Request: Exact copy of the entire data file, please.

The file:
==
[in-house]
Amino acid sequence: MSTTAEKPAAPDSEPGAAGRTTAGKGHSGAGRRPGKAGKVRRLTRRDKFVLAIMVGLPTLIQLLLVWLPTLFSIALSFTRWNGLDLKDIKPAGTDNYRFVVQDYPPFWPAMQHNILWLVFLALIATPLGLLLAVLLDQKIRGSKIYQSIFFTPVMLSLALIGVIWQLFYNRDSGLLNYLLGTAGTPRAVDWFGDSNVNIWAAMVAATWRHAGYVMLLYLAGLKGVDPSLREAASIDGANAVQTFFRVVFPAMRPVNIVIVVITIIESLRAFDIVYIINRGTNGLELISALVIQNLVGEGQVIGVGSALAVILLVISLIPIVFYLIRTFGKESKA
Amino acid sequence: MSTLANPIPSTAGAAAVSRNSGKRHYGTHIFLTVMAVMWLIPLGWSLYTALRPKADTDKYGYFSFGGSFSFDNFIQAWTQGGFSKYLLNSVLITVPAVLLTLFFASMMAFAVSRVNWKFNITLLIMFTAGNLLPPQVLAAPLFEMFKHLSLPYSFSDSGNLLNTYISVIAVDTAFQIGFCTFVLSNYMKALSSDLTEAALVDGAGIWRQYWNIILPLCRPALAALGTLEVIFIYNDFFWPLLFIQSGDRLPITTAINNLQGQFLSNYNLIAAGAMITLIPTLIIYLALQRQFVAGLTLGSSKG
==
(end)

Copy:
[in-house]
Amino acid sequence: MSTTAEKPAAPDSEPGAAGRTTAGKGHSGAGRRPGKAGKVRRLTRRDKFVLAIMVGLPTLIQLLLVWLPTLFSIALSFTRWNGLDLKDIKPAGTDNYRFVVQDYPPFWPAMQHNILWLVFLALIATPLGLLLAVLLDQKIRGSKIYQSIFFTPVMLSLALIGVIWQLFYNRDSGLLNYLLGTAGTPRAVDWFGDSNVNIWAAMVAATWRHAGYVMLLYLAGLKGVDPSLREAASIDGANAVQTFFRVVFPAMRPVNIVIVVITIIESLRAFDIVYIINRGTNGLELISALVIQNLVGEGQVIGVGSALAVILLVISLIPIVFYLIRTFGKESKA
Amino acid sequence: MSTLANPIPSTAGAAAVSRNSGKRHYGTHIFLTVMAVMWLIPLGWSLYTALRPKADTDKYGYFSFGGSFSFDNFIQAWTQGGFSKYLLNSVLITVPAVLLTLFFASMMAFAVSRVNWKFNITLLIMFTAGNLLPPQVLAAPLFEMFKHLSLPYSFSDSGNLLNTYISVIAVDTAFQIGFCTFVLSNYMKALSSDLTEAALVDGAGIWRQYWNIILPLCRPALAALGTLEVIFIYNDFFWPLLFIQSGDRLPITTAINNLQGQFLSNYNLIAAGAMITLIPTLIIYLALQRQFVAGLTLGSSKG